The ollie is one of the first tricks that beginner skateboarders learn, and not without reason.
Not only is it a fundamental skating skill, but it’s also relatively easy to learn when compared to many other skateboard tricks.
Of course, if you’re a complete novice and have only just figured out how to push, stop, and avoid falling over, even a simple Ollie can feel like an impossibility.
If you’re a beginner skater struggling to get to grips with how to ollie on a skateboard and you want to find a way to make it easier to get your skateboard off the ground, then this is the guide for you.
Table of Contents
How to Ollie on a Skateboard
Follow these steps to perform an Ollie on your skateboard:
- Place your front foot in the middle of the skateboard and your back foot near to the tail.
- Bend your knees.
- Keep your shoulders straight.
- Push your back foot against the tail and press it against the ground in a rapid and fluid movement.
- When the skateboard tail hits the floor, quickly shift your weight and jump.
- Slide your front foot toward the nose of the skateboard while you are in the air.
If you can perform this move quickly and fluidly, you should be able to land the ollie and achieve some air without requiring a lot of speed.
It’s a simple hopping action that can be incredibly useful and great fun to your skating.
Of course, once you achieve that verticality, you will also need to remain stable on the skateboard in order to land the ollie.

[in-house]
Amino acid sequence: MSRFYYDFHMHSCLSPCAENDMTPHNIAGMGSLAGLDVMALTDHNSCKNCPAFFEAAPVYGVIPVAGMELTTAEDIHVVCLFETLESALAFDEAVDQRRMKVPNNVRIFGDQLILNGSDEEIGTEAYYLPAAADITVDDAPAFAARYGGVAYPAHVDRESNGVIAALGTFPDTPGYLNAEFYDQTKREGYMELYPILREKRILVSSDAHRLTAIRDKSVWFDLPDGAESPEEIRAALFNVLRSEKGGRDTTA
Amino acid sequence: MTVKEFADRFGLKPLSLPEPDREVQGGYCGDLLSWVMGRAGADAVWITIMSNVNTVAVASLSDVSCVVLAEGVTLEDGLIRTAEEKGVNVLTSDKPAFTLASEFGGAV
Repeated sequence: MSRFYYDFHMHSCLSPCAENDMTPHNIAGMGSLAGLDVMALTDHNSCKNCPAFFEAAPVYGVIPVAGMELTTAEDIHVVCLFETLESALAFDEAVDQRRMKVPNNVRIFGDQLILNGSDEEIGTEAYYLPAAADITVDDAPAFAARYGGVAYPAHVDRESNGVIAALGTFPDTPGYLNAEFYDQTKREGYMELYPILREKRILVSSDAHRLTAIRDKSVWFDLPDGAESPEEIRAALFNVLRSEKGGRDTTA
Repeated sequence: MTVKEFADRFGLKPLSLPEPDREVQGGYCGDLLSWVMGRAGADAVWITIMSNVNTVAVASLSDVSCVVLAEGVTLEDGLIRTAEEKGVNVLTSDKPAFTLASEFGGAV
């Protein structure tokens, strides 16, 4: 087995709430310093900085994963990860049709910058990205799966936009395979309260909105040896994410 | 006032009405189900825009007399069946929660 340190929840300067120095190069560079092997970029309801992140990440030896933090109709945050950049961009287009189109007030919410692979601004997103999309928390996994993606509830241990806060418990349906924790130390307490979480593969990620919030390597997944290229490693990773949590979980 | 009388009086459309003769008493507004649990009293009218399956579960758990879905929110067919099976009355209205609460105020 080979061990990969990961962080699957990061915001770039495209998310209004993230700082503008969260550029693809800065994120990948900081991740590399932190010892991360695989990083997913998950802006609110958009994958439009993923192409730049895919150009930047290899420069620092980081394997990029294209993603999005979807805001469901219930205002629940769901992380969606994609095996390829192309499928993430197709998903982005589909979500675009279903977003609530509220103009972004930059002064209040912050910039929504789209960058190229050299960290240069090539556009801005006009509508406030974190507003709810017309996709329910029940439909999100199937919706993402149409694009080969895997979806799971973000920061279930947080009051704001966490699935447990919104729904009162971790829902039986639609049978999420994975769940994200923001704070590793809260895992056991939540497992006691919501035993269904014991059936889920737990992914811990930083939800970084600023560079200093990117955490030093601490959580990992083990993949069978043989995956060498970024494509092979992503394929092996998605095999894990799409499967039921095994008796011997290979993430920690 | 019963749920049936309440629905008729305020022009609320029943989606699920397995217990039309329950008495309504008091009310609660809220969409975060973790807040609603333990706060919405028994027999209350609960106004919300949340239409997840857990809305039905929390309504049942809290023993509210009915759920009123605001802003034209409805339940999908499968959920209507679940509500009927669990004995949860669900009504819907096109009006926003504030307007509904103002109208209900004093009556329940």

Just bend your knees to soften the landing and help you to remain steady on the skateboard.
Where To Begin With Your Ollie?
Beginner skaters can start to get comfortable with the ollie by simply jumping and landing on your board when the skateboard is stationary.
Once you are comfortable with that, do the same thing when the skateboard is moving.
How Do You Do An Ollie On A Beginner Skateboard
You can perform ollies on any skateboard made for tricks, including beginner boards.
If the board is the right size for you and is not too narrow or too wide, you should be able to perform an ollie.
Why is an Ollie so Hard?
Everything is difficult when you don’t know how to do it.
You don’t become Eric Clapton as soon as you pick up a guitar, you’re not David Beckham the first time you kick a soccer ball.
If you are brand new to skating, you’re going to fail, and you will probably fail quite spectacularly.
Skateboard Ollie Tips To Help Make it Easier
Keep your shoulders straight, place your back foot in the middle of the tail of the skateboard; place your front foot in the middle of the board, and perform the hop/jump action outlined above.
If you’re still struggling, check out a few videos of pro skaters performing the move and tutorials on YouTube.com.
You can see how they do it and try to copy their moves.
Ollie In Slow Motion
Take a look at an ollie being down in slow motion to better see the mechanics and the details of the ollie.
Once you learn how to ollie and fully master this skateboard trick, you can turn your hand to other popular tricks.
At that point, the world will be your oyster and there is a wealth of fun tricks out there to learn.
How Long Does It Take to Learn an Ollie?
There is no defined set time limit to learn how to ollie.
Some skaters will ollie on their first attempt and others will need to keep practicing for week, month and even years before they land their first ollie.
With that said, you need to put in the time if you want to ollie.
The skater who practices 3 hours a day will most likely learn more skate tricks than the skater who put in 1 hour a week.